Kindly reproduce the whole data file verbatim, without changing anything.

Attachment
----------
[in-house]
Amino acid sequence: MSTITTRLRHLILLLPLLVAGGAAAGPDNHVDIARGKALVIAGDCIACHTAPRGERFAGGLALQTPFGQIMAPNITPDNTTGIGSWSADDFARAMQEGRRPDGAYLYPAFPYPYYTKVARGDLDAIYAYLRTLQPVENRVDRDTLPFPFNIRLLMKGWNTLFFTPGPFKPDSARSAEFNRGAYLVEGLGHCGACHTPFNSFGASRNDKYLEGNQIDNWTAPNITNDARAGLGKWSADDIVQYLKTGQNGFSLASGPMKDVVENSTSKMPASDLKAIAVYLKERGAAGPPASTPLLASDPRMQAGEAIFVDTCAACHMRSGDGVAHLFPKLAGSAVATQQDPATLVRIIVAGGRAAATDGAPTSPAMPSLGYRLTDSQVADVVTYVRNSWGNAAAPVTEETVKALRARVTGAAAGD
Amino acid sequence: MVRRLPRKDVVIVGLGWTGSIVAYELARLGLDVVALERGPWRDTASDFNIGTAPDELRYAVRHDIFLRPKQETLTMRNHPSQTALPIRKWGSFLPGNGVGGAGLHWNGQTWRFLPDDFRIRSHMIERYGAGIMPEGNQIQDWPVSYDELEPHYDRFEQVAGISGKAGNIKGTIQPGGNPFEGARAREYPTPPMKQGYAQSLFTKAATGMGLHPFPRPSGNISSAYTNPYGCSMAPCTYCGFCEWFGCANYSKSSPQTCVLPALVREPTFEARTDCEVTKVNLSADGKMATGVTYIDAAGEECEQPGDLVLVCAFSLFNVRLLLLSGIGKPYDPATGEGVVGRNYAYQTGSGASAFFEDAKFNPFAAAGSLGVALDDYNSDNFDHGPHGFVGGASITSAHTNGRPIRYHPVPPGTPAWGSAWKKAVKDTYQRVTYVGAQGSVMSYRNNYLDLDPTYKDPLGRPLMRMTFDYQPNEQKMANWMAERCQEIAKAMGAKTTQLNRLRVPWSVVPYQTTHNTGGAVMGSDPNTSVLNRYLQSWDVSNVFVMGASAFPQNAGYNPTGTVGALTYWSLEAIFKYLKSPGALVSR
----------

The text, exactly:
[in-house]
Amino acid sequence: MSTITTRLRHLILLLPLLVAGGAAAGPDNHVDIARGKALVIAGDCIACHTAPRGERFAGGLALQTPFGQIMAPNITPDNTTGIGSWSADDFARAMQEGRRPDGAYLYPAFPYPYYTKVARGDLDAIYAYLRTLQPVENRVDRDTLPFPFNIRLLMKGWNTLFFTPGPFKPDSARSAEFNRGAYLVEGLGHCGACHTPFNSFGASRNDKYLEGNQIDNWTAPNITNDARAGLGKWSADDIVQYLKTGQNGFSLASGPMKDVVENSTSKMPASDLKAIAVYLKERGAAGPPASTPLLASDPRMQAGEAIFVDTCAACHMRSGDGVAHLFPKLAGSAVATQQDPATLVRIIVAGGRAAATDGAPTSPAMPSLGYRLTDSQVADVVTYVRNSWGNAAAPVTEETVKALRARVTGAAAGD
Amino acid sequence: MVRRLPRKDVVIVGLGWTGSIVAYELARLGLDVVALERGPWRDTASDFNIGTAPDELRYAVRHDIFLRPKQETLTMRNHPSQTALPIRKWGSFLPGNGVGGAGLHWNGQTWRFLPDDFRIRSHMIERYGAGIMPEGNQIQDWPVSYDELEPHYDRFEQVAGISGKAGNIKGTIQPGGNPFEGARAREYPTPPMKQGYAQSLFTKAATGMGLHPFPRPSGNISSAYTNPYGCSMAPCTYCGFCEWFGCANYSKSSPQTCVLPALVREPTFEARTDCEVTKVNLSADGKMATGVTYIDAAGEECEQPGDLVLVCAFSLFNVRLLLLSGIGKPYDPATGEGVVGRNYAYQTGSGASAFFEDAKFNPFAAAGSLGVALDDYNSDNFDHGPHGFVGGASITSAHTNGRPIRYHPVPPGTPAWGSAWKKAVKDTYQRVTYVGAQGSVMSYRNNYLDLDPTYKDPLGRPLMRMTFDYQPNEQKMANWMAERCQEIAKAMGAKTTQLNRLRVPWSVVPYQTTHNTGGAVMGSDPNTSVLNRYLQSWDVSNVFVMGASAFPQNAGYNPTGTVGALTYWSLEAIFKYLKSPGALVSR